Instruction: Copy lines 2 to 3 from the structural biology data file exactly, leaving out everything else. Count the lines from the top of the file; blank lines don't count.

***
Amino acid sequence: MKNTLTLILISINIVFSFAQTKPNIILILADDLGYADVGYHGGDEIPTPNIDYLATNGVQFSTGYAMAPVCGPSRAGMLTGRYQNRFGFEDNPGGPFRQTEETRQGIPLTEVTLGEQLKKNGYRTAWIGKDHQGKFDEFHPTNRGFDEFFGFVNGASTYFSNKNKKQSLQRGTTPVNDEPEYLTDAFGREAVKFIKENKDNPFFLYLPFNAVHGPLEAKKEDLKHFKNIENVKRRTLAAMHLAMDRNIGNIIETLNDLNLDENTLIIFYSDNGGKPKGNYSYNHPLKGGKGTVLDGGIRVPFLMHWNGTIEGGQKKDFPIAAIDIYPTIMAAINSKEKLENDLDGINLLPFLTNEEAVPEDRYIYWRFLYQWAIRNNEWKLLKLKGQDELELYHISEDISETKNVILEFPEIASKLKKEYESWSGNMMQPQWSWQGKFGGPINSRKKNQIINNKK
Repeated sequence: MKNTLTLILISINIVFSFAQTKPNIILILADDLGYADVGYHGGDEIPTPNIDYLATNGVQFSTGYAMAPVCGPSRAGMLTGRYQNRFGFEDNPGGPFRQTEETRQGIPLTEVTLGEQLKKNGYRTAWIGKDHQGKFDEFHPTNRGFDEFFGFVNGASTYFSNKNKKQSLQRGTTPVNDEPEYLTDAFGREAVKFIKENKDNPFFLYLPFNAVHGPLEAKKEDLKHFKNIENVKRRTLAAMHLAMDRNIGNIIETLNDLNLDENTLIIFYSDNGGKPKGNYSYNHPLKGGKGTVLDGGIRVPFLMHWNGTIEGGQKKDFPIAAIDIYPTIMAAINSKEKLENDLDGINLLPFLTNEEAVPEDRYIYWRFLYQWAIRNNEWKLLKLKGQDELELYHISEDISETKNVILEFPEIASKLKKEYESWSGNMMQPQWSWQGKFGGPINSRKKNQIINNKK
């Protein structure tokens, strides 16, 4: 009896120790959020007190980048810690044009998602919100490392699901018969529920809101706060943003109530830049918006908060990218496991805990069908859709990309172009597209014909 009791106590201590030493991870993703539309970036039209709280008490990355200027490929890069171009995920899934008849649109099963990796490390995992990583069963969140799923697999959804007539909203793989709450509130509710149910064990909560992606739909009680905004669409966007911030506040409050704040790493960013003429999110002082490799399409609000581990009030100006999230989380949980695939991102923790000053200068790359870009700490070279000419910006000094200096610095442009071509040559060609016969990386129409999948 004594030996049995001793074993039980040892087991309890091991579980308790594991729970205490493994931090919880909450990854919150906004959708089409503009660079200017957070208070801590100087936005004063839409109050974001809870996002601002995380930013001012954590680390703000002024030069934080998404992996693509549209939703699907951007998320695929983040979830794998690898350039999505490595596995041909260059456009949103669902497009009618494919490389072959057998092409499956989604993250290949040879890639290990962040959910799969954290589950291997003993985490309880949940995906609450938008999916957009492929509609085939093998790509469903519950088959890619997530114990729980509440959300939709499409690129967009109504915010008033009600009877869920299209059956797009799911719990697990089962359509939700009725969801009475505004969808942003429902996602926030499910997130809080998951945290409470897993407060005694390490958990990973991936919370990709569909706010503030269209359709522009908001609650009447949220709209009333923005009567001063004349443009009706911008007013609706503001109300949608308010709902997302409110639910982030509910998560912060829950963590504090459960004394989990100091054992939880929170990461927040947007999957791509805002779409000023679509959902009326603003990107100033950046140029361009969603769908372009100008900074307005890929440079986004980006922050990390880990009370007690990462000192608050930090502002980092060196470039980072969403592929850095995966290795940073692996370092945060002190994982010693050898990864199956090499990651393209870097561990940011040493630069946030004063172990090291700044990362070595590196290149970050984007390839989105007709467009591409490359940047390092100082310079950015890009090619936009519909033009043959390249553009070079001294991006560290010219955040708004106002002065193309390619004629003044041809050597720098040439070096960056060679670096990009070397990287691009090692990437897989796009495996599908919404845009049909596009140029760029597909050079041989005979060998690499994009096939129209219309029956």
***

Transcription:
Repeated sequence: MKNTLTLILISINIVFSFAQTKPNIILILADDLGYADVGYHGGDEIPTPNIDYLATNGVQFSTGYAMAPVCGPSRAGMLTGRYQNRFGFEDNPGGPFRQTEETRQGIPLTEVTLGEQLKKNGYRTAWIGKDHQGKFDEFHPTNRGFDEFFGFVNGASTYFSNKNKKQSLQRGTTPVNDEPEYLTDAFGREAVKFIKENKDNPFFLYLPFNAVHGPLEAKKEDLKHFKNIENVKRRTLAAMHLAMDRNIGNIIETLNDLNLDENTLIIFYSDNGGKPKGNYSYNHPLKGGKGTVLDGGIRVPFLMHWNGTIEGGQKKDFPIAAIDIYPTIMAAINSKEKLENDLDGINLLPFLTNEEAVPEDRYIYWRFLYQWAIRNNEWKLLKLKGQDELELYHISEDISETKNVILEFPEIASKLKKEYESWSGNMMQPQWSWQGKFGGPINSRKKNQIINNKK
């Protein structure tokens, strides 16, 4: 009896120790959020007190980048810690044009998602919100490392699901018969529920809101706060943003109530830049918006908060990218496991805990069908859709990309172009597209014909 009791106590201590030493991870993703539309970036039209709280008490990355200027490929890069171009995920899934008849649109099963990796490390995992990583069963969140799923697999959804007539909203793989709450509130509710149910064990909560992606739909009680905004669409966007911030506040409050704040790493960013003429999110002082490799399409609000581990009030100006999230989380949980695939991102923790000053200068790359870009700490070279000419910006000094200096610095442009071509040559060609016969990386129409999948 004594030996049995001793074993039980040892087991309890091991579980308790594991729970205490493994931090919880909450990854919150906004959708089409503009660079200017957070208070801590100087936005004063839409109050974001809870996002601002995380930013001012954590680390703000002024030069934080998404992996693509549209939703699907951007998320695929983040979830794998690898350039999505490595596995041909260059456009949103669902497009009618494919490389072959057998092409499956989604993250290949040879890639290990962040959910799969954290589950291997003993985490309880949940995906609450938008999916957009492929509609085939093998790509469903519950088959890619997530114990729980509440959300939709499409690129967009109504915010008033009600009877869920299209059956797009799911719990697990089962359509939700009725969801009475505004969808942003429902996602926030499910997130809080998951945290409470897993407060005694390490958990990973991936919370990709569909706010503030269209359709522009908001609650009447949220709209009333923005009567001063004349443009009706911008007013609706503001109300949608308010709902997302409110639910982030509910998560912060829950963590504090459960004394989990100091054992939880929170990461927040947007999957791509805002779409000023679509959902009326603003990107100033950046140029361009969603769908372009100008900074307005890929440079986004980006922050990390880990009370007690990462000192608050930090502002980092060196470039980072969403592929850095995966290795940073692996370092945060002190994982010693050898990864199956090499990651393209870097561990940011040493630069946030004063172990090291700044990362070595590196290149970050984007390839989105007709467009591409490359940047390092100082310079950015890009090619936009519909033009043959390249553009070079001294991006560290010219955040708004106002002065193309390619004629003044041809050597720098040439070096960056060679670096990009070397990287691009090692990437897989796009495996599908919404845009049909596009140029760029597909050079041989005979060998690499994009096939129209219309029956």